Anyone feeling more stressed, on edge, or anxious lately? Coach Greg Waggoner here. Stress, both training induced and the day-to-day kind, can have a profound impact on performance. Therefore, whether you are a coach or an athlete, it’s important to not only understand how these different forms of stress affect our bodies but also how they can be better trained.
Understanding the Nervous System
As humans, nerves innervate our muscles in coordinated efforts to create intended movements. As athletes, we use these movements to exercise and train while simultaneously searching for positive adaptation. The autonomic nervous system (ANS) is responsible for these movements as well as many other functions of the body. Within the ANS, we have the parasympathetic and sympathetic nervous systems working together to help us train hard and then recover. These two act like the brake and gas pedal of a car, respectively.
The parasympathetic nervous system (the brake pedal) is responsible for stimulation of “rest-and-digest” or “feed and breed” activities that occur when the body is at rest. For example, when the stress is removed or the intervals are over, the parasympathetic system slows us down for recovery.
On the other hand, the sympathetic nervous system (the gas pedal) provides rapid involuntary responses to dangerous or stressful situations. A flash flood of hormones boosts the body’s alertness and heart rate, sending extra blood to the muscles. For example, during high intensity intervals or in stressful situations, our sympathetic nervous system kicks in and provides the body with the tools it needs to overcome what is being demanded from it in that moment.
Effects of Chronic Stress
Too much exercise, too much stress, not enough sleep or recovery, can result in the sympathetic system getting stuck in the “on” position. This kind of chronic stress can have unwanted side effects such as higher blood pressure and resting heart rate, elevated cortisol, fat gain, and increased inflammation. Additionally, the feeling of decreased fitness can trick us into training even harder, making it all worse. Sound familiar? I’ve been tricked before too.
How to Train Your Nerves
The good news is that the efficiency of these systems can be trained and we can get better at switching between the gas and brake pedal by training smarter. Scheduling adequate exercise volume and intensity trains the sympathetic system to kick in as needed. Taking proper recovery periods between intervals, proper rest days, recovery weeks, and even recovery months train the parasympathetic system to slow us down and adapt.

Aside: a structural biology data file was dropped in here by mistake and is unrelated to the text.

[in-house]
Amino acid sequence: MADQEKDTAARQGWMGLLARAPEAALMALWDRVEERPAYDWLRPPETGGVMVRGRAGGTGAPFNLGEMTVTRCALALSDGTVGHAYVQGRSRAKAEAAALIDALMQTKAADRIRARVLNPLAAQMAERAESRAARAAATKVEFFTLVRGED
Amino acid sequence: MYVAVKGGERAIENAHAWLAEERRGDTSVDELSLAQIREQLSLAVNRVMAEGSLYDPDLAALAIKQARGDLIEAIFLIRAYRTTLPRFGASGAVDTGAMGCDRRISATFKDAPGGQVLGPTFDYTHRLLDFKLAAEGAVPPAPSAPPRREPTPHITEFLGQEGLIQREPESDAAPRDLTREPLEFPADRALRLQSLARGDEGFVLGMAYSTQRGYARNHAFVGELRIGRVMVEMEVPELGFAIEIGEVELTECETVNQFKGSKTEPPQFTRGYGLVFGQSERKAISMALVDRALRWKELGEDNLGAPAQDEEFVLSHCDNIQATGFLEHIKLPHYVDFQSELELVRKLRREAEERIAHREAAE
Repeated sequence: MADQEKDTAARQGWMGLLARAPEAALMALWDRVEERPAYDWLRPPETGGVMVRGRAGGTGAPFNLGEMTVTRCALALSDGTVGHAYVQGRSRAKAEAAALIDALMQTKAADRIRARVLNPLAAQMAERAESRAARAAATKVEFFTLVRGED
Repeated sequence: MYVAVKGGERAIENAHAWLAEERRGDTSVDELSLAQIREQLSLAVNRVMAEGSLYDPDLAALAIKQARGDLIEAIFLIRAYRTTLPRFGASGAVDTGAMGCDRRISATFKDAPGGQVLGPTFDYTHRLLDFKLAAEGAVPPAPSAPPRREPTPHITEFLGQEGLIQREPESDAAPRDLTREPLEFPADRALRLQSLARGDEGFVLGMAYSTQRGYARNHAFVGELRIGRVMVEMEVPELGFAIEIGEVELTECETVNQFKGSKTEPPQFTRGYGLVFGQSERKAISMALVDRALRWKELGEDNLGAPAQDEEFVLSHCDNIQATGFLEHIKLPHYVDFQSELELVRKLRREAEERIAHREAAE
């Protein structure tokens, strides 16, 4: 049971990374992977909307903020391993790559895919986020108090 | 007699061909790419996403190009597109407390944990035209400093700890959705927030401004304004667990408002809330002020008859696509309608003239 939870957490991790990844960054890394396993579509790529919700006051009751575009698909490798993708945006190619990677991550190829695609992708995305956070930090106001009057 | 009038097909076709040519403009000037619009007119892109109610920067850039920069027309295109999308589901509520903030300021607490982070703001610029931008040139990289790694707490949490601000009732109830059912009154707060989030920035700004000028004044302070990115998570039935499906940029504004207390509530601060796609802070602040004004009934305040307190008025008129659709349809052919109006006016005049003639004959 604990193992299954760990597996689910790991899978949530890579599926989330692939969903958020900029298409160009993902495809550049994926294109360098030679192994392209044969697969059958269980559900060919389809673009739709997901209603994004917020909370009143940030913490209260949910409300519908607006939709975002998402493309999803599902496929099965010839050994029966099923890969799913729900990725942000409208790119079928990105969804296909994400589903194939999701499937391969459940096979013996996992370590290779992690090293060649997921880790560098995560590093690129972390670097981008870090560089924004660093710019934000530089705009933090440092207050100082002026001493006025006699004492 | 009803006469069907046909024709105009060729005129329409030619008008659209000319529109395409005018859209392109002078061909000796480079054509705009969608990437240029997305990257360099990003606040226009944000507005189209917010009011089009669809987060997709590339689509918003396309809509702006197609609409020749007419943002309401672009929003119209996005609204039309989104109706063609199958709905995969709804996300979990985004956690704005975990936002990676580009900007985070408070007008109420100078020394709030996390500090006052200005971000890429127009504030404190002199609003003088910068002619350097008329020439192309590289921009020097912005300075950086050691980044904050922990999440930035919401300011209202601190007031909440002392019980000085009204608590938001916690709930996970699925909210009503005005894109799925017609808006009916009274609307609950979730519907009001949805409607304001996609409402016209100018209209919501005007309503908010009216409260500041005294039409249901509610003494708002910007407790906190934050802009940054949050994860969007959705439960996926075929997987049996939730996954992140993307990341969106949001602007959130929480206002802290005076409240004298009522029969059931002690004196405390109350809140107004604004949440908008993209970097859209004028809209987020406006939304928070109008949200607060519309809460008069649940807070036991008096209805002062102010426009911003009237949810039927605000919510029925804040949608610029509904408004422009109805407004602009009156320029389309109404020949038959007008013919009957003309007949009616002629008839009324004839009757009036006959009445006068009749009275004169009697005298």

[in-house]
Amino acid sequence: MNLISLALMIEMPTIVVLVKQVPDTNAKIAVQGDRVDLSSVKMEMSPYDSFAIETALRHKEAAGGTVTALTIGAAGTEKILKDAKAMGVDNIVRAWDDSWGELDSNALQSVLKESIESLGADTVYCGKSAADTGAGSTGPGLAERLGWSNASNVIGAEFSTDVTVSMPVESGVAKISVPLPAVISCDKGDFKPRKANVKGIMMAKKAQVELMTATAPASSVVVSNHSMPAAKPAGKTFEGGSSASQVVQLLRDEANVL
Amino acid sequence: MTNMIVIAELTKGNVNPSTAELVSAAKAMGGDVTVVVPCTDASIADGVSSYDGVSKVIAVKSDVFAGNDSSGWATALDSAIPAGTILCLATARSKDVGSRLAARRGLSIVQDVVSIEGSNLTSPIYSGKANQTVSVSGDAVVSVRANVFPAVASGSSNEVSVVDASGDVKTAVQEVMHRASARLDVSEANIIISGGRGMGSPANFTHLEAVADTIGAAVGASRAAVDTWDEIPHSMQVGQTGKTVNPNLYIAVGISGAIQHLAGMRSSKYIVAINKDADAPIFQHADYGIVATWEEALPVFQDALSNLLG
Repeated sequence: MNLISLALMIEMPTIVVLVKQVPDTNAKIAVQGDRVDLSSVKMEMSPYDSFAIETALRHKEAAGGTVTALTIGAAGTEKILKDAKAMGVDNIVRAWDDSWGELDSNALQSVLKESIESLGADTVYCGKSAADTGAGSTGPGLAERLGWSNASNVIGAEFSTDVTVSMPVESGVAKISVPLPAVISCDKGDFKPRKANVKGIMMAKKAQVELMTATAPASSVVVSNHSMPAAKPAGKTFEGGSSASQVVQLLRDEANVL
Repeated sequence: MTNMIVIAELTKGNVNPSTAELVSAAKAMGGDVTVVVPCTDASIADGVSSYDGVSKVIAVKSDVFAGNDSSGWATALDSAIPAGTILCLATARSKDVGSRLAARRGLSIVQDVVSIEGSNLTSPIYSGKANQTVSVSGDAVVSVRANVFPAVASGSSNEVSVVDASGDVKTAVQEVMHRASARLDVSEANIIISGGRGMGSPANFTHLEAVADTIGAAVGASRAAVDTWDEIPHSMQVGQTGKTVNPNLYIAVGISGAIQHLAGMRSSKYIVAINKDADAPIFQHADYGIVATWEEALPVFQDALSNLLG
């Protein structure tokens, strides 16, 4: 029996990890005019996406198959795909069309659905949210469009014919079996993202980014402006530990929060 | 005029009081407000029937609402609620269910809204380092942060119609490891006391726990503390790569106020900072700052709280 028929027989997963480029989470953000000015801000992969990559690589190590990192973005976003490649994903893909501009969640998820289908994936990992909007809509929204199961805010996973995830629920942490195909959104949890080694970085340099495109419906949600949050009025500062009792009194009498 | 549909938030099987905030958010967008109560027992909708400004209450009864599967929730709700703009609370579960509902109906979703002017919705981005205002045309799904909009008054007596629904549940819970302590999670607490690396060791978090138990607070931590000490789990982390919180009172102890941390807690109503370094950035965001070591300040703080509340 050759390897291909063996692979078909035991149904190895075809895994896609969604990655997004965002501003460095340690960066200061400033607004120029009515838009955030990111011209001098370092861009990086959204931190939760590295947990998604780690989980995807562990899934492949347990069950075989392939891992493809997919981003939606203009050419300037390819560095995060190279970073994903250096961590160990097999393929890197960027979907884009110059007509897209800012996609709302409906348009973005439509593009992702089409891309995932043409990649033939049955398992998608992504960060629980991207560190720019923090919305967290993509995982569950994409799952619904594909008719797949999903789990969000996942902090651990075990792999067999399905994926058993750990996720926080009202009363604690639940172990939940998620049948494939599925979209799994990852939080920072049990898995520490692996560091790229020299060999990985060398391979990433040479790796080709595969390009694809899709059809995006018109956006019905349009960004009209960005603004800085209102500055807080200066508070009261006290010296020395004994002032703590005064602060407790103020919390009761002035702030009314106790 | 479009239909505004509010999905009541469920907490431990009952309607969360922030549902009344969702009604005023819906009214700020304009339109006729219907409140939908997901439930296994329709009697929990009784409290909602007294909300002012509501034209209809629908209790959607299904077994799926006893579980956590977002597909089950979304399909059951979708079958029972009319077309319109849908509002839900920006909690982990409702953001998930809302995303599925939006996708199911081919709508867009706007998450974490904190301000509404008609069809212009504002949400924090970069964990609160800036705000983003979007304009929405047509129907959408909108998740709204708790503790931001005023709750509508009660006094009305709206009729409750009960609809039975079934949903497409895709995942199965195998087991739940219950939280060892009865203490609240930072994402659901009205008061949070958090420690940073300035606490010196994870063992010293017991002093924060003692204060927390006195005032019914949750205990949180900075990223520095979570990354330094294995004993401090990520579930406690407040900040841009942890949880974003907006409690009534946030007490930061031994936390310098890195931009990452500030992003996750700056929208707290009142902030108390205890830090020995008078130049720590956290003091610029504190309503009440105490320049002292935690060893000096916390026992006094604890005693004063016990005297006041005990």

Also, many athletes are monitoring how well their bodies are recovering using Heart Rate Variability (or HRV) devices like Whoop. Heart rate variability is the difference in
milliseconds between heartbeats and is helping athletes and coaches more closely monitor how the body is responding to training stress in order to make better decisions. For example, a higher variability means the athlete is more rested and ready to perform vs a lower variability which may suggest taking some unscheduled days off.
Lastly, breathing techniques and meditation have been around for a long time and can help promote a calm restorative response. At any point in the day, take a few deep breaths, inhaling for 4 seconds and exhaling for 4 seconds and you will likely feel a sense of relaxation and/or nervous system transition almost immediately. Try the deep slow breathing for 10 minutes a day to boost your recovery and adaptation. Keep this technique handy for any stressful stimulus so you can “calm down.”
I hope you found this information helpful and that you view recovery through a slightly different lens. Until next time, Greg.
- Harvard Medical School; Published: March, 2011, Updated: May 1, 2018; “Understanding the Stress Response”; Harvard Health Publishing; https://www.health.harvard.edu/staying-healthy/understanding-the-stress-response
- Mark Van Deusen, Whoop; Published: September 29, 2019; “Everything You Need to Know About Heart Rate Variability“; https://www.whoop.com/thelocker/heart-rate-variability-hrv/